Further, black maca has been shown to provide improvements to markers that can impact cardiometabolic health, such as lowering select inflammatory markers (C-reactive protein, IL-6, and TNF alpha) (8,9), decreasing BMI (9), and improving cardiopulmonary endurance (10), though each of these studies included athletes for the population studied.

Author: Mona Fahoum, ND

Reviewer: Kim Ross, DCN

Last Updated: February 14, 2024

 

References

1. Wan W, Li H, Xiang J, Yi F, Xu L, Jiang B, et al. Aqueous Extract of Black Maca Prevents Metabolism Disorder via Regulating the Glycolysis/Gluconeogenesis-TCA Cycle and PPARα Signaling Activation in Golden Hamsters Fed a High-Fat, High-Fructose Diet. Front Pharmacol. 2018;9:333.

2. Gonzales GF, Gonzales-Castañeda C, Gasco M. A mixture of extracts from Peruvian plants (black maca and yacon) improves sperm count and reduced glycemia in mice with streptozotocin-induced diabetes. Toxicol Mech Methods. 2013;23(7).

3. Gonzales-Arimborgo C, Yupanqui I, Montero E, Alarcón-Yaquetto DE, Zevallos-Concha A, Caballero L, et al. Acceptability, Safety, and Efficacy of Oral Administration of Extracts of Black or Red Maca (Lepidium meyenii) in Adult Human Subjects: A Randomized, Double-Blind, Placebo-Controlled Study. Pharmaceuticals (Basel). 2016 Aug 18;9(3).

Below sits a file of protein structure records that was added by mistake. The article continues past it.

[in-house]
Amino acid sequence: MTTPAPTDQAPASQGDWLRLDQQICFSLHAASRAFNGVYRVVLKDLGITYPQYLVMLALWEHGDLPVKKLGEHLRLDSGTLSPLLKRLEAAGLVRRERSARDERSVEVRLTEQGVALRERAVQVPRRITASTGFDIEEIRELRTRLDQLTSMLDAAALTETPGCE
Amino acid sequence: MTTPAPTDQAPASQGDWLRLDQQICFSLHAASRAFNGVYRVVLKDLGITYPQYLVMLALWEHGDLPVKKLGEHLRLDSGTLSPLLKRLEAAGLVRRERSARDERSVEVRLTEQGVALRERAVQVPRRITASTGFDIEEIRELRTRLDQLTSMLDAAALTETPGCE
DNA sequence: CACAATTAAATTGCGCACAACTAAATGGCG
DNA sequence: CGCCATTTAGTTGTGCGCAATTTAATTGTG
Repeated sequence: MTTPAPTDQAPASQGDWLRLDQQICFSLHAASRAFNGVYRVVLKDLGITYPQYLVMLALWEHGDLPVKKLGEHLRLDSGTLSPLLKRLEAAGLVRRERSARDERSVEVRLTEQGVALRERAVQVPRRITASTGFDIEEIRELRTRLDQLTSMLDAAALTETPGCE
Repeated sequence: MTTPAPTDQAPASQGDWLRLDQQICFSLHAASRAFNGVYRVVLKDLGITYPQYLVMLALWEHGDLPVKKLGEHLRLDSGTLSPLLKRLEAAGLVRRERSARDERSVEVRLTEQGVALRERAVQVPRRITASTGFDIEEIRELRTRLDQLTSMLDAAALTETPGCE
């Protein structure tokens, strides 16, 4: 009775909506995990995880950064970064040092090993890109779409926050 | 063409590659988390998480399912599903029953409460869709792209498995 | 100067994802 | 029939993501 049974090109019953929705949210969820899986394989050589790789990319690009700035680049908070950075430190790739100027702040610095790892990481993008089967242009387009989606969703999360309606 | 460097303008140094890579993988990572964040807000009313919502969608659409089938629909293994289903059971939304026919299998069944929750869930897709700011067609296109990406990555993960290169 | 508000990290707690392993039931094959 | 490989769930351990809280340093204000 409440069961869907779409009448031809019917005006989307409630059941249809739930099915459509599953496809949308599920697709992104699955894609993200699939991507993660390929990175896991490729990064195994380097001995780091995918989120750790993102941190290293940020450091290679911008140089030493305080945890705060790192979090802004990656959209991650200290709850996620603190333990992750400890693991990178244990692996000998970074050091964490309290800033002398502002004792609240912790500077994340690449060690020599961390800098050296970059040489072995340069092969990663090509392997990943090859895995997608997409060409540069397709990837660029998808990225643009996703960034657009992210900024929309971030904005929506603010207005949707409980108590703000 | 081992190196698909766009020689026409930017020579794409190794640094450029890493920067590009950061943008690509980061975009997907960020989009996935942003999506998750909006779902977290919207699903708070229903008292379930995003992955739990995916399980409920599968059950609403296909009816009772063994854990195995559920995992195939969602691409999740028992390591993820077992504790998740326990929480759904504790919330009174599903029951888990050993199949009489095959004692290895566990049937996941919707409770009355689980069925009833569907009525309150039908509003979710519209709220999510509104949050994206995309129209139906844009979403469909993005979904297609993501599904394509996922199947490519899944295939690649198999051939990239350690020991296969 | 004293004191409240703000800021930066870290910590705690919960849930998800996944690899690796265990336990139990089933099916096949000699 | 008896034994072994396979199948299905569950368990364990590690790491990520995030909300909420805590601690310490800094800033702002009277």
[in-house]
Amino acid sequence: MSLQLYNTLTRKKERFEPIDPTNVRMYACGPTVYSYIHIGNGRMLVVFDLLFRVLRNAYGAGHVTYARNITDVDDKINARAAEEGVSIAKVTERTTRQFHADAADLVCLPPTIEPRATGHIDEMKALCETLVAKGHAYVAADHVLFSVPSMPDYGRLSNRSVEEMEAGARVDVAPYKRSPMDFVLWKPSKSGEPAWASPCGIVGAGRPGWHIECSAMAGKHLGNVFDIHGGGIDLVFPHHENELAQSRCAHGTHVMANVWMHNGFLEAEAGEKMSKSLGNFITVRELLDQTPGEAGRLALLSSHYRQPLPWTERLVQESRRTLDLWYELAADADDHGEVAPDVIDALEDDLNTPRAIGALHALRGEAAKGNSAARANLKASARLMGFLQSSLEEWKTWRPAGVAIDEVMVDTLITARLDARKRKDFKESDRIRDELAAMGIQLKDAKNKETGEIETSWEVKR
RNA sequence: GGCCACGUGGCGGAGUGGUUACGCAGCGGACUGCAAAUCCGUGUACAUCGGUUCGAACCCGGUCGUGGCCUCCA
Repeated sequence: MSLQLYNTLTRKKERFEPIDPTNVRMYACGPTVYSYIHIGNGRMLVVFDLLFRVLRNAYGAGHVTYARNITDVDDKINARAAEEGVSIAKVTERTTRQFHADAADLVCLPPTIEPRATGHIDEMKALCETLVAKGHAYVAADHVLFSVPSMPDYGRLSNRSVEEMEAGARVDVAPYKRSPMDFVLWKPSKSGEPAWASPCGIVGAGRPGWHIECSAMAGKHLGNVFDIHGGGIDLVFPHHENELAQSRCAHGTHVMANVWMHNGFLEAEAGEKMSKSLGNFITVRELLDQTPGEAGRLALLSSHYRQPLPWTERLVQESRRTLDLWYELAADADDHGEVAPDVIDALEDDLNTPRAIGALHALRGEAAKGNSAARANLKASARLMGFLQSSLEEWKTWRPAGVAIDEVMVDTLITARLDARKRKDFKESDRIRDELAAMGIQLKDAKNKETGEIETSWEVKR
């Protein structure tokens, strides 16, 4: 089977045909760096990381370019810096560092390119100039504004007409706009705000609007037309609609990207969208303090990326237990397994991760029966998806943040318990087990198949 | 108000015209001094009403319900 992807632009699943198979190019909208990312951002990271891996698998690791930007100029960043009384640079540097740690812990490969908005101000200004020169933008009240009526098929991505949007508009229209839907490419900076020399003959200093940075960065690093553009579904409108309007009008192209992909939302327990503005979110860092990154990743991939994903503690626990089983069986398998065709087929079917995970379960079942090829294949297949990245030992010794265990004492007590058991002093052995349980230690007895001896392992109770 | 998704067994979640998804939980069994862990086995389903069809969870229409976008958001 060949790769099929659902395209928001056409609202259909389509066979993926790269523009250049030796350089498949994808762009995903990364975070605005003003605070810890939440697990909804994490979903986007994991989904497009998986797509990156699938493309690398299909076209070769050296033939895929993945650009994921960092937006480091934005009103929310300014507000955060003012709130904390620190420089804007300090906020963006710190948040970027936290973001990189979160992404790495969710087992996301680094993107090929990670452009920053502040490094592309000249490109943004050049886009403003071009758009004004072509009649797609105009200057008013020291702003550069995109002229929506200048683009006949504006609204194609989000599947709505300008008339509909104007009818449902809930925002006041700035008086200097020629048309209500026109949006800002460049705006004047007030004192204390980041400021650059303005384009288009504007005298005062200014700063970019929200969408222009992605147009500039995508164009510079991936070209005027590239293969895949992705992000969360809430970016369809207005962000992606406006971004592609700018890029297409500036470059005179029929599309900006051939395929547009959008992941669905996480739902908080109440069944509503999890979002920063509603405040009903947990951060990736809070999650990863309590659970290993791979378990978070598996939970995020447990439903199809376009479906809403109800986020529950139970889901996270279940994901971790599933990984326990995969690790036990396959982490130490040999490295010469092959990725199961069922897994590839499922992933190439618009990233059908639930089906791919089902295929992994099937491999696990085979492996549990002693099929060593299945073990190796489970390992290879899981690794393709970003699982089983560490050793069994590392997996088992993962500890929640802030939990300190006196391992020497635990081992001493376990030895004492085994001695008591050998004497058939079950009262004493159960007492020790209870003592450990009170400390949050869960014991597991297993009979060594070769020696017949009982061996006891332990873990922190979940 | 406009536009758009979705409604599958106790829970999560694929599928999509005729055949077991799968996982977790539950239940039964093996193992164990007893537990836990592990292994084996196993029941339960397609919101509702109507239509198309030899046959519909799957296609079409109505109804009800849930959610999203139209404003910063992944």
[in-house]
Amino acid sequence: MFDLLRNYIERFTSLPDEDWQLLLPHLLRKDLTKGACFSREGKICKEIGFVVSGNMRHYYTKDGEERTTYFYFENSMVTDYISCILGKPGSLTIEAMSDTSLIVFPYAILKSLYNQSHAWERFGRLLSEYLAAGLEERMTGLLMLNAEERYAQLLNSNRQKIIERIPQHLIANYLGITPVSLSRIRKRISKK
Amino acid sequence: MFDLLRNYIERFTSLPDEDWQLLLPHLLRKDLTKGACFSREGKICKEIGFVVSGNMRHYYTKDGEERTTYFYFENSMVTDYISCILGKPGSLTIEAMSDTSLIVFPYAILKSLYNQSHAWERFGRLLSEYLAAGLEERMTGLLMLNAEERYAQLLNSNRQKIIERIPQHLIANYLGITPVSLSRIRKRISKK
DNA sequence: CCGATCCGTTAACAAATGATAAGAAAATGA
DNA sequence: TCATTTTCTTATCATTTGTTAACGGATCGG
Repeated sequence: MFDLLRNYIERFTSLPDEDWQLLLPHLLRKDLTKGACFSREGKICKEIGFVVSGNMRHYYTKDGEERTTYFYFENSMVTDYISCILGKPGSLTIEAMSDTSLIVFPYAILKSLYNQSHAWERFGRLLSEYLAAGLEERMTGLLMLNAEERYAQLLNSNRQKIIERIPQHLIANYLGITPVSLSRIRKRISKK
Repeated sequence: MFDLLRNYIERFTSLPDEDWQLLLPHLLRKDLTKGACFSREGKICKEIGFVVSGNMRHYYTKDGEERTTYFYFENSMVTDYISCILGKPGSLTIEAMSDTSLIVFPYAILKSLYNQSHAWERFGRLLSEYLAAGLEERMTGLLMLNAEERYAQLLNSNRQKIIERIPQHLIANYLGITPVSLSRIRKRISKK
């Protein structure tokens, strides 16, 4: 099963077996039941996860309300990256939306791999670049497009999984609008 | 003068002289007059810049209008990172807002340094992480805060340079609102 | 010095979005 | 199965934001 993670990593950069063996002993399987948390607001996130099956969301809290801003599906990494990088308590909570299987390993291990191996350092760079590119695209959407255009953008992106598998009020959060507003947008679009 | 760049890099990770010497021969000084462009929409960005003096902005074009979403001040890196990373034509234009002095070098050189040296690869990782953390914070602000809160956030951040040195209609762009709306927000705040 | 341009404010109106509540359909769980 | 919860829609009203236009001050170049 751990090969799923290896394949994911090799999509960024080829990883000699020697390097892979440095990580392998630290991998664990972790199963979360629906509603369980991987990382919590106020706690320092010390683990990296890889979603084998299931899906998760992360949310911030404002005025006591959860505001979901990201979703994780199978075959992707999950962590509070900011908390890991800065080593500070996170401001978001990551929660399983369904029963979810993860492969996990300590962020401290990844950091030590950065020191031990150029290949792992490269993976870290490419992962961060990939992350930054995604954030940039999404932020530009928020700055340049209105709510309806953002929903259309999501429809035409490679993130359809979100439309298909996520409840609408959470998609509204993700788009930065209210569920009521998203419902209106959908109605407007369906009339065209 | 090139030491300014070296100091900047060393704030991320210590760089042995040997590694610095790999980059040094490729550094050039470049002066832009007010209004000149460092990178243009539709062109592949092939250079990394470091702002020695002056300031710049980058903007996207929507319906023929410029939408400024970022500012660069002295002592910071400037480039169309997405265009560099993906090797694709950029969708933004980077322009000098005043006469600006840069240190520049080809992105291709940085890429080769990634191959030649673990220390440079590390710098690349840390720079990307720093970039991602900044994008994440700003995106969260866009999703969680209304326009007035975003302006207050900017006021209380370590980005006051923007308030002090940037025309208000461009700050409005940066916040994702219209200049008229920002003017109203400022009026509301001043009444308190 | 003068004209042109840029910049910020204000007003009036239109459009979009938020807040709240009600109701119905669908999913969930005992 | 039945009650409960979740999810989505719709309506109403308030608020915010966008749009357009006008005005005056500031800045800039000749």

4. Stojanovska L, Law C, Lai B, Chung T, Nelson K, Day S, et al. Maca reduces blood pressure and depression, in a pilot study in postmenopausal women. Climacteric. 2015;18(1).

5. Gonzales GF, Gasco M, Lozada-Requena I. Role of Maca (Lepidium meyenii) Consumption on Serum Interleukin-6 Levels and Health Status in Populations Living in the Peruvian Central Andes over 4000 m of Altitude. Plant Foods for Human Nutrition. 2013;68(4).

6. Meissner, HO Mscisz, A Bilinska-Reich, H, Kapczynski, W, Mrozikiewicz, P Bobkiewicz-Kozlowska, T Kedzia, B Lowicka, A Barchia I. Hormone-Balancing Effect of Pre-Gelatinized Organic Maca (Lepidium peruvianum Chacon): (II) Physiological and Symptomatic Responses of Early-Postmenopausal Women to Standardized doses of Maca in Double Blind, Randomized, Placebo-Controlled, Multi-Centre C. Int J Biomed Sci. 2006;2(4):360–74.

7. Meissner HO, Reich-Bilinska H, Mscisz A, Kedzia B. Therapeutic Effects of Pre-Gelatinized Maca (Lepidium Peruvianum Chacon) used as a Non-Hormonal Alternative to HRT in Perimenopausal Women - Clinical Pilot Study. Int J Biomed Sci. 2006;

8. Lee E, Park M, Kim B, Kang S. Effect of Black Maca Supplementation on Inflammatory Markers and Physical Fitness in Male Elite Athletes. Nutrients. 2023;15(7).

9. Choi JW, Kang S. Effect of Intake Black Maca on Inflammatory Factors in Female Athletics. Journal of Sport and Dance Science. 2021 Dec 31;1(2):39–47.

10. Kang S, Ahn BO, Park MH, Lim ST, Lee E. Effects of Black Maca supplement on isokinetics muscular performance of elite women’s handball players: placebo-controlled, crossover study. Food Nutr Res. 2023;67.